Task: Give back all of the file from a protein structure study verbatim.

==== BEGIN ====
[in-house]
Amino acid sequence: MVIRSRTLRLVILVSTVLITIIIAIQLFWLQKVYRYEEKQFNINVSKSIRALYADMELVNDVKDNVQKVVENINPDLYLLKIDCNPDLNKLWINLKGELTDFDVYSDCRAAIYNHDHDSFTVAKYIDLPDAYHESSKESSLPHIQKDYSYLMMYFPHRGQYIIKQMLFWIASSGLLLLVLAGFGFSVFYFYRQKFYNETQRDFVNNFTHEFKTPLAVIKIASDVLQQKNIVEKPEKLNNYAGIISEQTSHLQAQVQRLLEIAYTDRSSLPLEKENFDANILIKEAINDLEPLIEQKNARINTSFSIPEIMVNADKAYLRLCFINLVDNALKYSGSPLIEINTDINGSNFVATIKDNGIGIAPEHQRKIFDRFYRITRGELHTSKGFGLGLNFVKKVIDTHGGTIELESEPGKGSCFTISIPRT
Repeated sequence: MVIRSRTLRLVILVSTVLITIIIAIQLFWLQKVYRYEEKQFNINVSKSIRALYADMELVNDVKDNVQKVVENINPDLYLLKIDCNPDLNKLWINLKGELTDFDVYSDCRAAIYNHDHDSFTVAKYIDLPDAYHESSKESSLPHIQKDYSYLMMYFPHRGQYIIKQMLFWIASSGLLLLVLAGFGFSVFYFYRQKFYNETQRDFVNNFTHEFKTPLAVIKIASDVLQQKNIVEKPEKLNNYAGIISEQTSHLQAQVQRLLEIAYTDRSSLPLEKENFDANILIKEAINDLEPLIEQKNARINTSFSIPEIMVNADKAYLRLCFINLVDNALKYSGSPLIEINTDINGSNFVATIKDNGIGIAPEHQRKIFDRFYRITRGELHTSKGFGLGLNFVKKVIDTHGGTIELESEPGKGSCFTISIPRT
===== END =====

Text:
[in-house]
Amino acid sequence: MVIRSRTLRLVILVSTVLITIIIAIQLFWLQKVYRYEEKQFNINVSKSIRALYADMELVNDVKDNVQKVVENINPDLYLLKIDCNPDLNKLWINLKGELTDFDVYSDCRAAIYNHDHDSFTVAKYIDLPDAYHESSKESSLPHIQKDYSYLMMYFPHRGQYIIKQMLFWIASSGLLLLVLAGFGFSVFYFYRQKFYNETQRDFVNNFTHEFKTPLAVIKIASDVLQQKNIVEKPEKLNNYAGIISEQTSHLQAQVQRLLEIAYTDRSSLPLEKENFDANILIKEAINDLEPLIEQKNARINTSFSIPEIMVNADKAYLRLCFINLVDNALKYSGSPLIEINTDINGSNFVATIKDNGIGIAPEHQRKIFDRFYRITRGELHTSKGFGLGLNFVKKVIDTHGGTIELESEPGKGSCFTISIPRT
Repeated sequence: MVIRSRTLRLVILVSTVLITIIIAIQLFWLQKVYRYEEKQFNINVSKSIRALYADMELVNDVKDNVQKVVENINPDLYLLKIDCNPDLNKLWINLKGELTDFDVYSDCRAAIYNHDHDSFTVAKYIDLPDAYHESSKESSLPHIQKDYSYLMMYFPHRGQYIIKQMLFWIASSGLLLLVLAGFGFSVFYFYRQKFYNETQRDFVNNFTHEFKTPLAVIKIASDVLQQKNIVEKPEKLNNYAGIISEQTSHLQAQVQRLLEIAYTDRSSLPLEKENFDANILIKEAINDLEPLIEQKNARINTSFSIPEIMVNADKAYLRLCFINLVDNALKYSGSPLIEINTDINGSNFVATIKDNGIGIAPEHQRKIFDRFYRITRGELHTSKGFGLGLNFVKKVIDTHGGTIELESEPGKGSCFTISIPRT